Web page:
WHEELS ARE TURNING
EARLY THIS month, I was in the Delhi High Court, where a battery of lawyers had filed separate petitions against the odd-even scheme of the Delhi government. This is a scheme to ration car usage so that in the critically polluted winter months only half the vehicles are on the road. Their arguments were that the scheme had led to enormous inconvenience and worse, daily pollution data showed no impact on air quality. Cars, they said, were not responsible for pollution.
I had heard this argument earlier in the Supreme Court. The court was listening to our urgent appeal to take steps to reduce toxic air pollution in the city. It was packed with the country’s most powerful lawyers—mostly former ministers—all representing automobile companies. They were agitated about the court’s direction to stop the sale of new diesel vehicles above 2,000 cc in the National Capital Region, the area contiguous to Delhi and where work and offices are seamlessly spread. Their vehement argument that their diesel-fuelled luxury vehicles are so clean made the otherwise sober and restrained Chief Justice of India to remark, “So do they emit oxygen?”
The sum of their argument goes as follows: vehicles are not responsible for air pollution; even if they are, then cars are not responsible, and trucks and two-wheelers contribute the bulk of emissions. But even if cars are responsible, then “our” new diesel vehicles are not responsible. So, go do something else to clean up Delhi’s air. Leave us to sell and leave us to drive.
Let’s understand the facts. It is more certain today that two major causes of air pollution in Delhi are road dust and vehicles. The other source of pollution is burning of coal in power stations, other industrial units and houses, but this is still much less in this region than the first two. This is not to say that action is not to be taken against all. This is to say that no plan for air pollution control can succeed without hard steps to restrain the growth of vehicles, particularly the grossly polluting kinds. It is also clear that controlling road dust will demand multipronged action to pave, green and water the sidewalks. But road dust generation is also a function of the vehicles because the more we drive the more dust is raised and re-circulated. Worse, the coating of vehicle fumes makes the dust toxic. So, urban road dust is not just dust, but poison.
Of all vehicles, are cars and diesel to blame? Yes, and let me explain why. There are three major segments—trucks, two-wheelers and cars. In Delhi, buses and three-wheelers have already switched to compressed natural gas, which emits less particulates than diesel vehicles. Trucks are bad news for pollution. They are old, mostly overloaded and still operate on even dirtier diesel and technology. This is because cleaner diesel is not available across the country, and truck makers make profit by selling vehicles with really bad technology in the name of public goods transport.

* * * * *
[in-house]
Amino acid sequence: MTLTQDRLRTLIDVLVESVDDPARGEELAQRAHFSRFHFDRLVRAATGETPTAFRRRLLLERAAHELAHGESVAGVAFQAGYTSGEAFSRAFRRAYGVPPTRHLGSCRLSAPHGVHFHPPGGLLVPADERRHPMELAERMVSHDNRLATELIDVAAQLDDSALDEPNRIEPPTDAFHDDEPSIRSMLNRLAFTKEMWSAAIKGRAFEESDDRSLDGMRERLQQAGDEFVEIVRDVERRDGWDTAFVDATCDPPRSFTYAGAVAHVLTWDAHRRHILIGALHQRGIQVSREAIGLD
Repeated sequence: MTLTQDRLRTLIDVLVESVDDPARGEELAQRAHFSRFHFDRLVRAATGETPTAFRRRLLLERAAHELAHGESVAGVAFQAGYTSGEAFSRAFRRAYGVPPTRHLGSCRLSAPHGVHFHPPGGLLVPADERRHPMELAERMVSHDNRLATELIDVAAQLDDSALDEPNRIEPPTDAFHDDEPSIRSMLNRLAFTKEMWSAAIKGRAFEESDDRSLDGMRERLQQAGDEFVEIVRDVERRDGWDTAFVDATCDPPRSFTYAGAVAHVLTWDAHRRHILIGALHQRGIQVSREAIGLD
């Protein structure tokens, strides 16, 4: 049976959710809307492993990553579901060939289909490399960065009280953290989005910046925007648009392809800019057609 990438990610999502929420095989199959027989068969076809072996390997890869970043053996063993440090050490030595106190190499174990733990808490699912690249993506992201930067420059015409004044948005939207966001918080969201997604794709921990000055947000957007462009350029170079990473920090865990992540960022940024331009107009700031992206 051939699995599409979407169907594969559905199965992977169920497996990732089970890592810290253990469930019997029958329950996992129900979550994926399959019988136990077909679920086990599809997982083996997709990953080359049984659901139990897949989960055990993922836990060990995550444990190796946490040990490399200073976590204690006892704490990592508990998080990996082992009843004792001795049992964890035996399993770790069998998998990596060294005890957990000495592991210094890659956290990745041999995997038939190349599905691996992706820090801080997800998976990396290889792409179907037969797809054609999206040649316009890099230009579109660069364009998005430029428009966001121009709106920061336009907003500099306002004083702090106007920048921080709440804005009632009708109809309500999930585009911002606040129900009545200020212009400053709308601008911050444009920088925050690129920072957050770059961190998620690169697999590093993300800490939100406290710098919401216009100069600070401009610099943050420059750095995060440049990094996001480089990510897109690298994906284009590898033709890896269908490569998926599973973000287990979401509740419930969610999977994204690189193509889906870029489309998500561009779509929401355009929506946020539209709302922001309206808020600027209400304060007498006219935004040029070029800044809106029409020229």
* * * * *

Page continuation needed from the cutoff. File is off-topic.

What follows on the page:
It is for this reason that the Centre for Science and Environment, where I work, has done a detailed investigation into truck pollution and demanded that an environment compensation tax be imposed on these vehicles if they are transiting through the polluted airshed of Delhi. We have also asked for cleaner fuel and technology to be introduced today, not tomorrow. The Supreme Court has heard us; imposed the tax and already there are some 20 per cent fewer trucks in Delhi. The Central government has also heard us and decided to leapfrog to Euro VI, the European fuel-vehicle emissions standards that can bring drastic improvement to diesel vehicles by 2020. This is an advancement of over four years and will be a big game changer. Incidentally, it was also opposed tooth and nail by the gaggle of automobile lawyers in the Supreme Court on that day.
Then come private vehicles, of which two-wheelers because of their sheer numbers contribute the bulk of emissions. Cars add to some 10-15 per cent of vehicle emissions but this contribution is much more when you take the impact of congestion on the road. It is for this reason that the report of source inventory—estimating the pollution sources—by the Indian Institute of Technology, Kanpur, finds that in certain congested areas of Delhi cars, particularly diesel cars, add up to 6090 per cent of the PM 2.5—tiny particulates that are most toxic. It also finds that secondary particulates—formed from gases like nitrogen oxides and emitted from diesel vehicles and coal burning—are a big cause of air pollution in Delhi’s airshed. So, cars, particularly “clean” and “new” diesel ones, which are legally allowed to emit seven times more than petrol, are important part of the pollution story. That’s why the rationing of vehicles based on their odd-even number plate has had impact in Delhi. This winter Delhi has seen weather conditions that are horrendous for pollution—still air, high moisture levels which trap particles and winter inversion. It is a fact that in the first week of odd-even, pollution levels increased but this was because weather conditions turned foul. The emergency step of taking half the cars off the road meant that the pollution spike was moderated. This is a big achievement.
The long-term solution is to make Delhi and its vicinity free of two-wheelers and cars permanently. This can only be possible when we invest in public transport at a scale never done before. Today only 10-15 per cent of Delhi and its neighbourhood drive cars, but this is already the cause of congestion and pollution. There is no way we can plan for the rest to drive cars. This is why odd-even should become our way of life. Let’s share cars; take a bus or metro; cycle or walk.